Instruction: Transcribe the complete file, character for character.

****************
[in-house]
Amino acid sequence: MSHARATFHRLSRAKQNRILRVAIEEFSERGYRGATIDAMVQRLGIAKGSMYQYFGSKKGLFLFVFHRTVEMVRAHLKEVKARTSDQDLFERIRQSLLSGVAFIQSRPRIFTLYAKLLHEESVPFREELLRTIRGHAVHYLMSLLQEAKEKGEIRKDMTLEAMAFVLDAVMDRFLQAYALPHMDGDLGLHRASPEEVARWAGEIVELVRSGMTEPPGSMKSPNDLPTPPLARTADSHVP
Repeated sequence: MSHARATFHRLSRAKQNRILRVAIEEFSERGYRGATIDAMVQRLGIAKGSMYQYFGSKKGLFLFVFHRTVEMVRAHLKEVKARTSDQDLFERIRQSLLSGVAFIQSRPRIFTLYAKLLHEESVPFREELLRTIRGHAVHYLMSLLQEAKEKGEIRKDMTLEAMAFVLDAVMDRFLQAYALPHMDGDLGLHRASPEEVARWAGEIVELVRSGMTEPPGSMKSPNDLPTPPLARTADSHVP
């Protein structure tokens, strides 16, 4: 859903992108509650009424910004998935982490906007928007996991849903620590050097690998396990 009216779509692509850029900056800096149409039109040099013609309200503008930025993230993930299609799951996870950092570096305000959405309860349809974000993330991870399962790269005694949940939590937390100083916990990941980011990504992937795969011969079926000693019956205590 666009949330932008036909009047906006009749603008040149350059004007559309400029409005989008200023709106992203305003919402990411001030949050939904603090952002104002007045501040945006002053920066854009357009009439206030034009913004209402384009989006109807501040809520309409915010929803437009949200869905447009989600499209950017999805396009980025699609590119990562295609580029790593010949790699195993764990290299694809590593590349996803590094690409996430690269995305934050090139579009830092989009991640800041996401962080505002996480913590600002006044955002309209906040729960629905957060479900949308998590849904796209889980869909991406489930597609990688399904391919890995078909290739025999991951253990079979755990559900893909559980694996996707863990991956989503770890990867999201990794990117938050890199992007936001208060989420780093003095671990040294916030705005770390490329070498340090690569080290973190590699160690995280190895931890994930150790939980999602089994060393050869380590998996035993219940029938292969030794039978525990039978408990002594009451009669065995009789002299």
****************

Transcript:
[in-house]
Amino acid sequence: MSHARATFHRLSRAKQNRILRVAIEEFSERGYRGATIDAMVQRLGIAKGSMYQYFGSKKGLFLFVFHRTVEMVRAHLKEVKARTSDQDLFERIRQSLLSGVAFIQSRPRIFTLYAKLLHEESVPFREELLRTIRGHAVHYLMSLLQEAKEKGEIRKDMTLEAMAFVLDAVMDRFLQAYALPHMDGDLGLHRASPEEVARWAGEIVELVRSGMTEPPGSMKSPNDLPTPPLARTADSHVP
Repeated sequence: MSHARATFHRLSRAKQNRILRVAIEEFSERGYRGATIDAMVQRLGIAKGSMYQYFGSKKGLFLFVFHRTVEMVRAHLKEVKARTSDQDLFERIRQSLLSGVAFIQSRPRIFTLYAKLLHEESVPFREELLRTIRGHAVHYLMSLLQEAKEKGEIRKDMTLEAMAFVLDAVMDRFLQAYALPHMDGDLGLHRASPEEVARWAGEIVELVRSGMTEPPGSMKSPNDLPTPPLARTADSHVP
């Protein structure tokens, strides 16, 4: 859903992108509650009424910004998935982490906007928007996991849903620590050097690998396990 009216779509692509850029900056800096149409039109040099013609309200503008930025993230993930299609799951996870950092570096305000959405309860349809974000993330991870399962790269005694949940939590937390100083916990990941980011990504992937795969011969079926000693019956205590 666009949330932008036909009047906006009749603008040149350059004007559309400029409005989008200023709106992203305003919402990411001030949050939904603090952002104002007045501040945006002053920066854009357009009439206030034009913004209402384009989006109807501040809520309409915010929803437009949200869905447009989600499209950017999805396009980025699609590119990562295609580029790593010949790699195993764990290299694809590593590349996803590094690409996430690269995305934050090139579009830092989009991640800041996401962080505002996480913590600002006044955002309209906040729960629905957060479900949308998590849904796209889980869909991406489930597609990688399904391919890995078909290739025999991951253990079979755990559900893909559980694996996707863990991956989503770890990867999201990794990117938050890199992007936001208060989420780093003095671990040294916030705005770390490329070498340090690569080290973190590699160690995280190895931890994930150790939980999602089994060393050869380590998996035993219940029938292969030794039978525990039978408990002594009451009669065995009789002299």